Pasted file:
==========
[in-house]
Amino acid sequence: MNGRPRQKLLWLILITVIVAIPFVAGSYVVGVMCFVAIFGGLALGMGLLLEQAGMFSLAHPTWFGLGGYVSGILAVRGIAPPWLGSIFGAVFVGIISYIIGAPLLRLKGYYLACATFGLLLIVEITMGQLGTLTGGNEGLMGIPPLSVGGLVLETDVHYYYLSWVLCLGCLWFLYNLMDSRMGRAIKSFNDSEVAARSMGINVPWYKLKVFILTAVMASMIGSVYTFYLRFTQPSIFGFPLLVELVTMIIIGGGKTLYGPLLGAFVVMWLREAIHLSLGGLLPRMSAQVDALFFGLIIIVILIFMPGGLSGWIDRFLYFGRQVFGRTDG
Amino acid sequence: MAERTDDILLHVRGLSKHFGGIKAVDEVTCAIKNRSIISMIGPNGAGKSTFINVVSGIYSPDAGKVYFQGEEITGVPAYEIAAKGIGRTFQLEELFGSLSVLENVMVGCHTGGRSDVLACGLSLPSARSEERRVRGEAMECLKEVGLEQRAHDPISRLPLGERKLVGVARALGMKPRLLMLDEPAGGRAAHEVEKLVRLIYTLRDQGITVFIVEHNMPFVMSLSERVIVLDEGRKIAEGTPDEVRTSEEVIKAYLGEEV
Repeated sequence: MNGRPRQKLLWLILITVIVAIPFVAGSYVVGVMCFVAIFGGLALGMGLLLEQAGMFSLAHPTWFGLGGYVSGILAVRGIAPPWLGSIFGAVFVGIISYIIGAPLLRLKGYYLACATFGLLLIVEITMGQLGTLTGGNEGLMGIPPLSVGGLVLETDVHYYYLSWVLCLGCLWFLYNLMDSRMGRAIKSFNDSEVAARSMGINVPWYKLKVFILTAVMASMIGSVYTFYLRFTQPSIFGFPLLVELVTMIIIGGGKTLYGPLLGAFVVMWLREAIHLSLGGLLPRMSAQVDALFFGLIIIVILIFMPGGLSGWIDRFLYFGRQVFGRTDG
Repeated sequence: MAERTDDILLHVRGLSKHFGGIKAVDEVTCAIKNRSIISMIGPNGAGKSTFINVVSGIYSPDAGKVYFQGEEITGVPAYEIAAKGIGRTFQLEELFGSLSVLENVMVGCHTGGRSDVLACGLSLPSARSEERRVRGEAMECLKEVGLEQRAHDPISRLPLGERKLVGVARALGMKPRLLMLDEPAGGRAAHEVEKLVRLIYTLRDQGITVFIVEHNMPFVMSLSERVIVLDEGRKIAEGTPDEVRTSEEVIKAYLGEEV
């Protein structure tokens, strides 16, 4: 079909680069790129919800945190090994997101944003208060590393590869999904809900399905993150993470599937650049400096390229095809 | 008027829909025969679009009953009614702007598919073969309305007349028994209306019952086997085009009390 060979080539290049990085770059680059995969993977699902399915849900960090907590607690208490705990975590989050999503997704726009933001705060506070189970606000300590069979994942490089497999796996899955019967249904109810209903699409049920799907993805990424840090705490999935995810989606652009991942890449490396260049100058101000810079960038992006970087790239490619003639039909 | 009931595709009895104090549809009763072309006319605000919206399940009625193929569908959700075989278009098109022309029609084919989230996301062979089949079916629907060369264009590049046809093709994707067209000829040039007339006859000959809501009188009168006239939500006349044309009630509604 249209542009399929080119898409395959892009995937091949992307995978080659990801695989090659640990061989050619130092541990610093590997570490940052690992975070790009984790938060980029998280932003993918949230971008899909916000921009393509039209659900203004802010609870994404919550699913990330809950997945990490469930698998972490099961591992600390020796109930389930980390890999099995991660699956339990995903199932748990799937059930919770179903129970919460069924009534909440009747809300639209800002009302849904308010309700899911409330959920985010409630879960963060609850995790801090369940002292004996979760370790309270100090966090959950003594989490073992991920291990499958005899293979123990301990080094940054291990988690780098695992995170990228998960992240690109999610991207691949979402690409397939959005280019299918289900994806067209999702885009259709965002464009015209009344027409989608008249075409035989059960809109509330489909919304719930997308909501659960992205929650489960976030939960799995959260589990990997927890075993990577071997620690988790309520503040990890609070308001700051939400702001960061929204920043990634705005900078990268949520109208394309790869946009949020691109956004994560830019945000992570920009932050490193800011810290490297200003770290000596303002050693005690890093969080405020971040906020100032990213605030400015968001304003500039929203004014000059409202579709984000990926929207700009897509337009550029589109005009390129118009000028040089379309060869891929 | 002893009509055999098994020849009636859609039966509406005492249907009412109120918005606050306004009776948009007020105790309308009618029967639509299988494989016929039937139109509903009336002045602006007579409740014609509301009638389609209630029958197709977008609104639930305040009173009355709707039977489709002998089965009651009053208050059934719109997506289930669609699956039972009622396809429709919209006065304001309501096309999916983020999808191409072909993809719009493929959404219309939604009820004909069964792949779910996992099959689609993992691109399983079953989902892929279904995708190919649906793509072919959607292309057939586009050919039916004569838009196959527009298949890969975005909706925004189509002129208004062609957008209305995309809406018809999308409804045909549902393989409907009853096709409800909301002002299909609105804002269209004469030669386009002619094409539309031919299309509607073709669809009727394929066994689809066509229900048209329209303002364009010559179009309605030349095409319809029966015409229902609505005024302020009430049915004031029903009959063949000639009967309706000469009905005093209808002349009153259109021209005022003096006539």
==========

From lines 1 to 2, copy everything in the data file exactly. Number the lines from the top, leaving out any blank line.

[in-house]
Amino acid sequence: MNGRPRQKLLWLILITVIVAIPFVAGSYVVGVMCFVAIFGGLALGMGLLLEQAGMFSLAHPTWFGLGGYVSGILAVRGIAPPWLGSIFGAVFVGIISYIIGAPLLRLKGYYLACATFGLLLIVEITMGQLGTLTGGNEGLMGIPPLSVGGLVLETDVHYYYLSWVLCLGCLWFLYNLMDSRMGRAIKSFNDSEVAARSMGINVPWYKLKVFILTAVMASMIGSVYTFYLRFTQPSIFGFPLLVELVTMIIIGGGKTLYGPLLGAFVVMWLREAIHLSLGGLLPRMSAQVDALFFGLIIIVILIFMPGGLSGWIDRFLYFGRQVFGRTDG